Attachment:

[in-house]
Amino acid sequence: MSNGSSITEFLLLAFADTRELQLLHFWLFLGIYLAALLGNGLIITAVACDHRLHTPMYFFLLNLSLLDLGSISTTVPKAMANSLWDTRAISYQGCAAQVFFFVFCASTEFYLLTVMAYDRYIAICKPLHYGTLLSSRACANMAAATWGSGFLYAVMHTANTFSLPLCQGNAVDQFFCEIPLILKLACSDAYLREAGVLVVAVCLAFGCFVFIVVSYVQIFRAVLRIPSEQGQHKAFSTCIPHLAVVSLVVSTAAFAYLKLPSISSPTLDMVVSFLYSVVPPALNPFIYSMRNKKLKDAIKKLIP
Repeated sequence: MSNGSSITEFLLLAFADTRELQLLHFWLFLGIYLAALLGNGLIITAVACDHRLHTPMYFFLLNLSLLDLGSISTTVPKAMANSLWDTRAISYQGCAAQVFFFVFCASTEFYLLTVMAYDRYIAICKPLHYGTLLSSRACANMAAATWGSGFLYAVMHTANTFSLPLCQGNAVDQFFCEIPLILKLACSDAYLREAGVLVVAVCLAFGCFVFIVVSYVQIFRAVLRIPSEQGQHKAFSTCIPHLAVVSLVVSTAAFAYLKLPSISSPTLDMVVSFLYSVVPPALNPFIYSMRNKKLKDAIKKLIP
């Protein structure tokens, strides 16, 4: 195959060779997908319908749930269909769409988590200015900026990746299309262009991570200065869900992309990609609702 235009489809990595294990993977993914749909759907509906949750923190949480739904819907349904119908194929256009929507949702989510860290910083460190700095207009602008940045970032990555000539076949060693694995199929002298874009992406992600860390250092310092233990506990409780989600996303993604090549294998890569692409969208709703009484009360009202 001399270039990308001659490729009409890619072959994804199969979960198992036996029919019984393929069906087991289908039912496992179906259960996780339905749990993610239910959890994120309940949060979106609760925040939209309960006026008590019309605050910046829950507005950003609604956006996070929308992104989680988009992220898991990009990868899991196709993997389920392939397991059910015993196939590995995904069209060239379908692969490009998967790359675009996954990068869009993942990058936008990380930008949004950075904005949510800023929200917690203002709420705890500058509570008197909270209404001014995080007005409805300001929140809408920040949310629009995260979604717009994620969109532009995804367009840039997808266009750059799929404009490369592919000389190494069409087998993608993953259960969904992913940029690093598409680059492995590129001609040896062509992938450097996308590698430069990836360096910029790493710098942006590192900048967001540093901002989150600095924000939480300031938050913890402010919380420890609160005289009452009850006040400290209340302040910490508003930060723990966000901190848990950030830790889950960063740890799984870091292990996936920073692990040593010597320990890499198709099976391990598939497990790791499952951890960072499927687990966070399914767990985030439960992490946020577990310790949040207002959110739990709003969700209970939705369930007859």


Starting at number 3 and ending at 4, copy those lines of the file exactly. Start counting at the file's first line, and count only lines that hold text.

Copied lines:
Repeated sequence: MSNGSSITEFLLLAFADTRELQLLHFWLFLGIYLAALLGNGLIITAVACDHRLHTPMYFFLLNLSLLDLGSISTTVPKAMANSLWDTRAISYQGCAAQVFFFVFCASTEFYLLTVMAYDRYIAICKPLHYGTLLSSRACANMAAATWGSGFLYAVMHTANTFSLPLCQGNAVDQFFCEIPLILKLACSDAYLREAGVLVVAVCLAFGCFVFIVVSYVQIFRAVLRIPSEQGQHKAFSTCIPHLAVVSLVVSTAAFAYLKLPSISSPTLDMVVSFLYSVVPPALNPFIYSMRNKKLKDAIKKLIP
């Protein structure tokens, strides 16, 4: 195959060779997908319908749930269909769409988590200015900026990746299309262009991570200065869900992309990609609702 235009489809990595294990993977993914749909759907509906949750923190949480739904819907349904119908194929256009929507949702989510860290910083460190700095207009602008940045970032990555000539076949060693694995199929002298874009992406992600860390250092310092233990506990409780989600996303993604090549294998890569692409969208709703009484009360009202 001399270039990308001659490729009409890619072959994804199969979960198992036996029919019984393929069906087991289908039912496992179906259960996780339905749990993610239910959890994120309940949060979106609760925040939209309960006026008590019309605050910046829950507005950003609604956006996070929308992104989680988009992220898991990009990868899991196709993997389920392939397991059910015993196939590995995904069209060239379908692969490009998967790359675009996954990068869009993942990058936008990380930008949004950075904005949510800023929200917690203002709420705890500058509570008197909270209404001014995080007005409805300001929140809408920040949310629009995260979604717009994620969109532009995804367009840039997808266009750059799929404009490369592919000389190494069409087998993608993953259960969904992913940029690093598409680059492995590129001609040896062509992938450097996308590698430069990836360096910029790493710098942006590192900048967001540093901002989150600095924000939480300031938050913890402010919380420890609160005289009452009850006040400290209340302040910490508003930060723990966000901190848990950030830790889950960063740890799984870091292990996936920073692990040593010597320990890499198709099976391990598939497990790791499952951890960072499927687990966070399914767990985030439960992490946020577990310790949040207002959110739990709003969700209970939705369930007859």